Eli Sasich’s ambitious short HENRI, about a derelict spaceship that becomes self-aware, employs an impressive mix of quarter-scale miniatures, in-camera effects, and computer animation. Eli joins us to discuss finding the perseverance to continue when it feels like your shoot is failing and using his split second reaction skills to create a fireball.
Hundreds of years in the future, a derelict spacecraft, controlled and powered by a human brain, floats aimlessly in the outer reaches of space. HENRI, the name of the ship’s power system, is an acronym which stands for Hybrid Electronic / Neuron Responsive Intelligence, and was the first of Earth’s Neuro-Tech space exploration research vessels. Trapped in the cold, mechanical prison of the vessel, the “brain,” which has no recollection or concept of self, gradually begins to experience disjointed images of its former life—images it cannot understand. Carrying the remains of a crew long dead, and becoming increasingly self-aware, HENRI experiences the instinctual desire to be free. Yearning for freedom and yet unable to move, the brain devises a plan to build itself a mechanical body from parts of the ship. Maybe then it will understand the images it is seeing—maybe then it will feel alive.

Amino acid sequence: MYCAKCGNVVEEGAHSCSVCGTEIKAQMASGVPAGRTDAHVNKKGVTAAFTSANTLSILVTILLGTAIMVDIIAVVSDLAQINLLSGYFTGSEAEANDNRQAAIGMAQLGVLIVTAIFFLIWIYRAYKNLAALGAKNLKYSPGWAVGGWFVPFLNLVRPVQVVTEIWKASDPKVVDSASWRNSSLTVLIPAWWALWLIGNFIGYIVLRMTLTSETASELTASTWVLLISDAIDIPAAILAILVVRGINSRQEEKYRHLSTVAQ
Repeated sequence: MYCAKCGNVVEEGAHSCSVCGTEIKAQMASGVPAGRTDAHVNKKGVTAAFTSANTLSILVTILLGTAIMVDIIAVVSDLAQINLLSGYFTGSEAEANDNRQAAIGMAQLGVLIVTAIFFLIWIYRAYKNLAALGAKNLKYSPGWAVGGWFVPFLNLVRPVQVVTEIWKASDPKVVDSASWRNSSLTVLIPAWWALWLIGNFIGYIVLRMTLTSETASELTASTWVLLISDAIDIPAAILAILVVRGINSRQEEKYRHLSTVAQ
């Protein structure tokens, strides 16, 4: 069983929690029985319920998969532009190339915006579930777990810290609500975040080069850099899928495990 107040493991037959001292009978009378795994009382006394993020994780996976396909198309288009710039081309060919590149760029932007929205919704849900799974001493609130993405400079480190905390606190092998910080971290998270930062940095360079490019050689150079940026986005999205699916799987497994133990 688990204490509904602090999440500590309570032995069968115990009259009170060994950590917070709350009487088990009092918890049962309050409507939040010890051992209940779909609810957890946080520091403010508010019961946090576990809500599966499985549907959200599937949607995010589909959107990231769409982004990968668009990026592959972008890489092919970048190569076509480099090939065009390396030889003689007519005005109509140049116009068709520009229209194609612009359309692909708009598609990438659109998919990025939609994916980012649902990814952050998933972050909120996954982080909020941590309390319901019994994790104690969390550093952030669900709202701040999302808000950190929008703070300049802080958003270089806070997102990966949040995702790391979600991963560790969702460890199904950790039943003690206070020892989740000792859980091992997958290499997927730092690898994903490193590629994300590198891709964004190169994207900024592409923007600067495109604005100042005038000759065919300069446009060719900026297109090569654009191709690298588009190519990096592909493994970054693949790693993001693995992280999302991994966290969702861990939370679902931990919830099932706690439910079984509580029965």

It honestly felt like we were making something that may never actually coalesce into a finished film.